I agree with Gary Yamasaki (Responding to How Seaman Would Craft a Performance of Mark 6:49-52) that it is a mistake to present the disciples in Mark 6:49-52 from an external (“objective”) perspective, because, as he pointed out, there is a cluster of inside views of the disciples in this passage. Furthermore, this passage shows clearly that it is a mistake to assume that inside views necessarily lead to a positive view of a character and a simple “merging” of the reader’s perspective with that of the character. (This caution applies also to other point-of-view dynamics that lead readers to focus on a particular character and, in some respects, share his/her experience.)
The inside views present the disciples’ experience vividly and encourage empathy with them. Readers are led to make their experience a shared experience. At the same time, the disciples are presented as flawed characters. They are lacking on the informational plane (they think Jesus is a ghost), they respond inappropriately, and they are judged negatively on the ideological plane (6:52). It is this combination of empathy and negative characteristics that gives the passage its power.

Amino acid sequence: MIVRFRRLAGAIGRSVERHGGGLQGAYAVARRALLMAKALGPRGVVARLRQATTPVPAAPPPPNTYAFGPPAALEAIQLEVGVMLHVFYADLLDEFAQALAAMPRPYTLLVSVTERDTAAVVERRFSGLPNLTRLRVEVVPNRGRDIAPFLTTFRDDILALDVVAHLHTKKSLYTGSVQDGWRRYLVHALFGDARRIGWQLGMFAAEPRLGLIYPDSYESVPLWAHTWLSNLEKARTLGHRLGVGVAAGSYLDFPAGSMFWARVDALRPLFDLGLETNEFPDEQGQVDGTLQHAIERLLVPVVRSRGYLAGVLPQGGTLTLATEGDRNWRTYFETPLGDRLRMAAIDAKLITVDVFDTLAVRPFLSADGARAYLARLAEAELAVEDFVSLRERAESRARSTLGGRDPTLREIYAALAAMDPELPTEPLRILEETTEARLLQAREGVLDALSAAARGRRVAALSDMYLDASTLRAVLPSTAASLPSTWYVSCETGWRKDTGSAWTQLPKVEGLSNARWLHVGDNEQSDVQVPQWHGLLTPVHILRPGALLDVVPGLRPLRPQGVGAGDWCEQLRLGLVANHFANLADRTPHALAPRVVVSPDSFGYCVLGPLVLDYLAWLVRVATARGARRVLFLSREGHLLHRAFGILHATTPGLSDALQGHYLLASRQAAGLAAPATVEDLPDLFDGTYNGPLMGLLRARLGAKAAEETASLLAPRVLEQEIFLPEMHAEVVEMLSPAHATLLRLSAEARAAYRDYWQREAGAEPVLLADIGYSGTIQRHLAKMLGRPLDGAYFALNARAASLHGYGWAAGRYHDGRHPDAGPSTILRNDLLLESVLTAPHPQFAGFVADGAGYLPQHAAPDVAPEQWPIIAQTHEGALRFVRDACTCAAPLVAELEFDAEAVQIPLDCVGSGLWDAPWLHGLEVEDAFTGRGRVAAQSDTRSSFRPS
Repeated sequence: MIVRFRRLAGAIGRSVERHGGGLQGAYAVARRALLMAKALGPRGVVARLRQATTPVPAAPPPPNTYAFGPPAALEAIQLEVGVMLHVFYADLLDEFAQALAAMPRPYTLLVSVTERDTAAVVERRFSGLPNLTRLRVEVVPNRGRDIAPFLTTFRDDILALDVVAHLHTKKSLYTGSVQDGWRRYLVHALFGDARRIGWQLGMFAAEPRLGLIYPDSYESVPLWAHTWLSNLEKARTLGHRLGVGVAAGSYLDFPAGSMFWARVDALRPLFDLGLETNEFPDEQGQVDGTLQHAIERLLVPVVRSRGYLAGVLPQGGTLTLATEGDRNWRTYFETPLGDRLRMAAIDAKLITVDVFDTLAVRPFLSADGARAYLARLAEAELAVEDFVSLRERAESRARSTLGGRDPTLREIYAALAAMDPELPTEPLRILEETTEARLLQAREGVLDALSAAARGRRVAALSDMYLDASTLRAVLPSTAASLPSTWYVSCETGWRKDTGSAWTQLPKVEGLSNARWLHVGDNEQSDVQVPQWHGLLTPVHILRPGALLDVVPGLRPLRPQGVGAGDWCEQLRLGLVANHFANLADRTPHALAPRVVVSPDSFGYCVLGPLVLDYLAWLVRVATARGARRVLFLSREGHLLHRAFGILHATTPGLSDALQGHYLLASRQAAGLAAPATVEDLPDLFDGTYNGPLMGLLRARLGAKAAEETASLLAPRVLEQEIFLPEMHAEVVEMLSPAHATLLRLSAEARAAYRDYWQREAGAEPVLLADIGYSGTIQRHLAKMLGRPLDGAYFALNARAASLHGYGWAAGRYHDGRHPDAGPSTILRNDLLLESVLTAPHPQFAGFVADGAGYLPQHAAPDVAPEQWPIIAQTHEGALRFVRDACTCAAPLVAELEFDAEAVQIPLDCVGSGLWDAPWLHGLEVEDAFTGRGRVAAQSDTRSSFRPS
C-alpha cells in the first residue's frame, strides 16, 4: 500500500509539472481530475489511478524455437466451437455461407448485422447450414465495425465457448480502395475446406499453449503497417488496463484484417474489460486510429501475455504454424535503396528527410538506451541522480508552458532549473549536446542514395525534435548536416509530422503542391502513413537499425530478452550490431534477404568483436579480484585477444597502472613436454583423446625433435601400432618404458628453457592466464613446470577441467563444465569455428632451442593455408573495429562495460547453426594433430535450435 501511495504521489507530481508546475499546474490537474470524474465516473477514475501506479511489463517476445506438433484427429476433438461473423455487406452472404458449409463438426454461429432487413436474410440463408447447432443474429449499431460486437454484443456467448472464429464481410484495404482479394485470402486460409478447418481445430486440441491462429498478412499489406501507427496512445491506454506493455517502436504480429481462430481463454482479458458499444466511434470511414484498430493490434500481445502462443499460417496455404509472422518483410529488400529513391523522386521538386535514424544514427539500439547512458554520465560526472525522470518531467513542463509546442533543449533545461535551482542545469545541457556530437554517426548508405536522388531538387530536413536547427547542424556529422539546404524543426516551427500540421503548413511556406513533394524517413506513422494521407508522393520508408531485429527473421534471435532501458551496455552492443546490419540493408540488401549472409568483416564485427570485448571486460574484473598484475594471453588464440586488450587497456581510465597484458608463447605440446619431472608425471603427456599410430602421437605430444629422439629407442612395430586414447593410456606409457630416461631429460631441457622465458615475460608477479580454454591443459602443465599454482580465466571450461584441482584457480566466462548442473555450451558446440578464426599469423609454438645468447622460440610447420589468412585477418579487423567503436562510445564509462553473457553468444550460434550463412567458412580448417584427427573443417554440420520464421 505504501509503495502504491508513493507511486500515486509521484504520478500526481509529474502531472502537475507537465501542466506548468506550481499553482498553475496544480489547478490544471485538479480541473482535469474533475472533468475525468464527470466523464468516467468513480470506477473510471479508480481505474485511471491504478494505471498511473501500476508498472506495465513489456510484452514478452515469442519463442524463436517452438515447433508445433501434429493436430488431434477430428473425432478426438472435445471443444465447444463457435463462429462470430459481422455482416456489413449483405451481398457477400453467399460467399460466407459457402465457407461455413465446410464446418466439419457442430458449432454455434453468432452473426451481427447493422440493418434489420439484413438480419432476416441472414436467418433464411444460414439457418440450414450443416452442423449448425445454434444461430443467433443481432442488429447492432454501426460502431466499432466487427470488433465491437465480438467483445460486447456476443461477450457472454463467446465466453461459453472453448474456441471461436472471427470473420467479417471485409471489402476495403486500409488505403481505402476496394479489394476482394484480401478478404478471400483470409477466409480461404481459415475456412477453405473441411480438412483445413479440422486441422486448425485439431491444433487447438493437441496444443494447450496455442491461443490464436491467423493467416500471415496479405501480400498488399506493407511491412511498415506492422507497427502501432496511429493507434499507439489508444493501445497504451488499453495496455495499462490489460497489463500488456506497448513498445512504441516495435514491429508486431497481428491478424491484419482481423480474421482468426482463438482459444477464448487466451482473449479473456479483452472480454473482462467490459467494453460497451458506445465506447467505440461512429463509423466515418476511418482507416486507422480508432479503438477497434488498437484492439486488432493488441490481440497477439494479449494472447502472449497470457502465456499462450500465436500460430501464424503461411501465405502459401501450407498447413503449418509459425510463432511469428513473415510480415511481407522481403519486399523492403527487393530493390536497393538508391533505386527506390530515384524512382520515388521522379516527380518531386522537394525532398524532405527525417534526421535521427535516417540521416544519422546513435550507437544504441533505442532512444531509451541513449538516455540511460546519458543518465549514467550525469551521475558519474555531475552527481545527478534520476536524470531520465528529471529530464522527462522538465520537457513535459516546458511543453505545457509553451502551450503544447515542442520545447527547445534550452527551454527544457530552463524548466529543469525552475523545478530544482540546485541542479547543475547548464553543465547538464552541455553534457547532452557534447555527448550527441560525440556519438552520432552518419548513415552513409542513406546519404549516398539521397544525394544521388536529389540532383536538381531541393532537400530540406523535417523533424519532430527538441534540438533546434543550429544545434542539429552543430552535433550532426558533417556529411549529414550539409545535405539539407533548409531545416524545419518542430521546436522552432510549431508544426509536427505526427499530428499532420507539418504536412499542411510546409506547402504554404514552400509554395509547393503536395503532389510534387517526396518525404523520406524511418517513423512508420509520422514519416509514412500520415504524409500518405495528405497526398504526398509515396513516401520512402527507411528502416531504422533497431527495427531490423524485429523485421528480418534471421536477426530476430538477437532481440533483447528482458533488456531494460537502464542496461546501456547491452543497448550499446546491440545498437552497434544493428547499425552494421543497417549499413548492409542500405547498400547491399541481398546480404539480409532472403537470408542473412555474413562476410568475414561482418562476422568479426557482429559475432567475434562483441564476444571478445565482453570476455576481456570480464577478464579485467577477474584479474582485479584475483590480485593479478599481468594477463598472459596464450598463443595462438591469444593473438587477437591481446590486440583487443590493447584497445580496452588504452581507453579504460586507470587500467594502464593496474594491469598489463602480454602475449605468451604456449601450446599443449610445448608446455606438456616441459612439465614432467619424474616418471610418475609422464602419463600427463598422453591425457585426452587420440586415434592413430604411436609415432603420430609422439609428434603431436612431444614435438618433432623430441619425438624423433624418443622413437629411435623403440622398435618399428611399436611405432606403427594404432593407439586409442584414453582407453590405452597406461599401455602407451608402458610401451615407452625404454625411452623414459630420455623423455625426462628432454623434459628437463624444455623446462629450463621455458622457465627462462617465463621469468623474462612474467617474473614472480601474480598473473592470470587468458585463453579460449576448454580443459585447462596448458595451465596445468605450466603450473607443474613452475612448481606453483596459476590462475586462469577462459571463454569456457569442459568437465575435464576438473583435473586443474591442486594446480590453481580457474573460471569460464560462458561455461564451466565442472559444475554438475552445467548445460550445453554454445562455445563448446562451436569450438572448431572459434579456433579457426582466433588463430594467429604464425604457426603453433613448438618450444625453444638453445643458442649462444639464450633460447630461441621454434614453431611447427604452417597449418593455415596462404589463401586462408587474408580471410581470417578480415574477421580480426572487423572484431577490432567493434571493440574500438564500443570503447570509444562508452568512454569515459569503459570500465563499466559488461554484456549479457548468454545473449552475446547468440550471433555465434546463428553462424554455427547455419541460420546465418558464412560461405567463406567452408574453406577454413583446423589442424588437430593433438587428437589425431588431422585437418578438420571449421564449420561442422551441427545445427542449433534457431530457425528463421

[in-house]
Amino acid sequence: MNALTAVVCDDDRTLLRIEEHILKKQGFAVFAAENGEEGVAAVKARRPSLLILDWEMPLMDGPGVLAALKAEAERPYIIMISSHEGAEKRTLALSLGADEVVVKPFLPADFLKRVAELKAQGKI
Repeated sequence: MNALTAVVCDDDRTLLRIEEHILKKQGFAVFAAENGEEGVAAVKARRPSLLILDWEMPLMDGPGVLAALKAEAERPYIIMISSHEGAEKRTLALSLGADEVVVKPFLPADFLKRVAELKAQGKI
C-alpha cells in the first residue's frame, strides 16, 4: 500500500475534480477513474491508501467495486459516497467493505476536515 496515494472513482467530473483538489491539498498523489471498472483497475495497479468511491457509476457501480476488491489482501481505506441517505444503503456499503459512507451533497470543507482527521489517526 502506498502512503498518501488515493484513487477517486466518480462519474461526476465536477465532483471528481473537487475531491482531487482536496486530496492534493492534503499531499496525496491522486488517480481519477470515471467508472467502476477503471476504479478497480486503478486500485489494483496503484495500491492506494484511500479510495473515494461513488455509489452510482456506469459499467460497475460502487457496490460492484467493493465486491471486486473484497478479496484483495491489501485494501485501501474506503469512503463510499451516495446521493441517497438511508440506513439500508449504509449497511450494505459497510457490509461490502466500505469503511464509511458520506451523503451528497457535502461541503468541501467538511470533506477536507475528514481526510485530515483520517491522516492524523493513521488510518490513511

Readers are led to share the experience of flawed characters. The disciples of Jesus have been called by him as his companions and sent out to share his mission. Their calling carries positive expectations. But in Mark their failures are progressively emphasized. When readers are led to share the disciples’ experience, as they are in Mark 6:49-52, readers vividly encounter discipleship failure. In so far as they identify with the disciples in this scene (and earlier in Mark), the scene may trigger awareness of the difficulty of discipleship and the possibility of discipleship failure in their own lives.
I addressed these issues many years ago, but not with a focus on point of view. See Robert Tannehill, “The Disciples in Mark: The Function of a Narrative Role,” Journal of Religion 57 (1977) 386-405. Republished in my collection of essays, The Shape of the Gospel (Eugene, OR: Cascade Books, 2007) 135-159.